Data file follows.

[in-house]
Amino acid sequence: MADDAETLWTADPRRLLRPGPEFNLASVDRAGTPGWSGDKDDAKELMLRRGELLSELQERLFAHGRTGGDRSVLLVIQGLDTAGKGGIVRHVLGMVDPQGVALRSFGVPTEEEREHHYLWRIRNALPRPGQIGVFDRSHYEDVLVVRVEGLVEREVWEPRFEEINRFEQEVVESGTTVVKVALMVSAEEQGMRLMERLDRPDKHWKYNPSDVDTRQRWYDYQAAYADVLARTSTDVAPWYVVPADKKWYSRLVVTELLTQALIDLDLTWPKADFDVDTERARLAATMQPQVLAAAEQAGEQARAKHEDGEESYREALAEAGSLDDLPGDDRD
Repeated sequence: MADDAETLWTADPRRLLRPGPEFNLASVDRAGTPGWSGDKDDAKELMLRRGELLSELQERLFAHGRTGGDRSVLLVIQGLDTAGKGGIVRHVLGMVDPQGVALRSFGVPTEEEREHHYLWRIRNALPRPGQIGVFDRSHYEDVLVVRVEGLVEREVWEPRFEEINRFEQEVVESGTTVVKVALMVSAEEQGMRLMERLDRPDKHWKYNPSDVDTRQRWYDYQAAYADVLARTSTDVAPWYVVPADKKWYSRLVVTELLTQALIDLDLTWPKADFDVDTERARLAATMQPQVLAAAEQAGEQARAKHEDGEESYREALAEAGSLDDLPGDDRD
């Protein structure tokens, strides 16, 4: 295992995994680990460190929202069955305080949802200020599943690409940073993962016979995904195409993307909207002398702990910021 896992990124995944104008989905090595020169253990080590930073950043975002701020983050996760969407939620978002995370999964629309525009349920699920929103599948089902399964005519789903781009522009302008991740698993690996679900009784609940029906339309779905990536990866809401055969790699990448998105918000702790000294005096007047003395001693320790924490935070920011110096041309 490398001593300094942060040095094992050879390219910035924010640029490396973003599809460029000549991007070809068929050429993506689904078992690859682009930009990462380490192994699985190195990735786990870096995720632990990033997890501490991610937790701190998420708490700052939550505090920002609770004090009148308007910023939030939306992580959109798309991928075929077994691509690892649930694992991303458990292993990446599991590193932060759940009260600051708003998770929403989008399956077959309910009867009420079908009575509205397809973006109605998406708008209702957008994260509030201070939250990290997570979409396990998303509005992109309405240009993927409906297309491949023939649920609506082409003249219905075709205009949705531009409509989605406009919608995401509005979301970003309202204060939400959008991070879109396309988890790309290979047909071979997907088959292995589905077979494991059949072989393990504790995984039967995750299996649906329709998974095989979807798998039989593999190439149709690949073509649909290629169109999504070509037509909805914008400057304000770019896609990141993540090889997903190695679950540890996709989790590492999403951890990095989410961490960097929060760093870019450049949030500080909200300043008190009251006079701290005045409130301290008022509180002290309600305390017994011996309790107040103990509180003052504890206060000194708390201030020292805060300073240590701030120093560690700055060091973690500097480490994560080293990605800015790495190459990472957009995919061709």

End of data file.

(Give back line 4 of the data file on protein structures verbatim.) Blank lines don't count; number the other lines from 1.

């Protein structure tokens, strides 16, 4: 295992995994680990460190929202069955305080949802200020599943690409940073993962016979995904195409993307909207002398702990910021 896992990124995944104008989905090595020169253990080590930073950043975002701020983050996760969407939620978002995370999964629309525009349920699920929103599948089902399964005519789903781009522009302008991740698993690996679900009784609940029906339309779905990536990866809401055969790699990448998105918000702790000294005096007047003395001693320790924490935070920011110096041309 490398001593300094942060040095094992050879390219910035924010640029490396973003599809460029000549991007070809068929050429993506689904078992690859682009930009990462380490192994699985190195990735786990870096995720632990990033997890501490991610937790701190998420708490700052939550505090920002609770004090009148308007910023939030939306992580959109798309991928075929077994691509690892649930694992991303458990292993990446599991590193932060759940009260600051708003998770929403989008399956077959309910009867009420079908009575509205397809973006109605998406708008209702957008994260509030201070939250990290997570979409396990998303509005992109309405240009993927409906297309491949023939649920609506082409003249219905075709205009949705531009409509989605406009919608995401509005979301970003309202204060939400959008991070879109396309988890790309290979047909071979997907088959292995589905077979494991059949072989393990504790995984039967995750299996649906329709998974095989979807798998039989593999190439149709690949073509649909290629169109999504070509037509909805914008400057304000770019896609990141993540090889997903190695679950540890996709989790590492999403951890990095989410961490960097929060760093870019450049949030500080909200300043008190009251006079701290005045409130301290008022509180002290309600305390017994011996309790107040103990509180003052504890206060000194708390201030020292805060300073240590701030120093560690700055060091973690500097480490994560080293990605800015790495190459990472957009995919061709």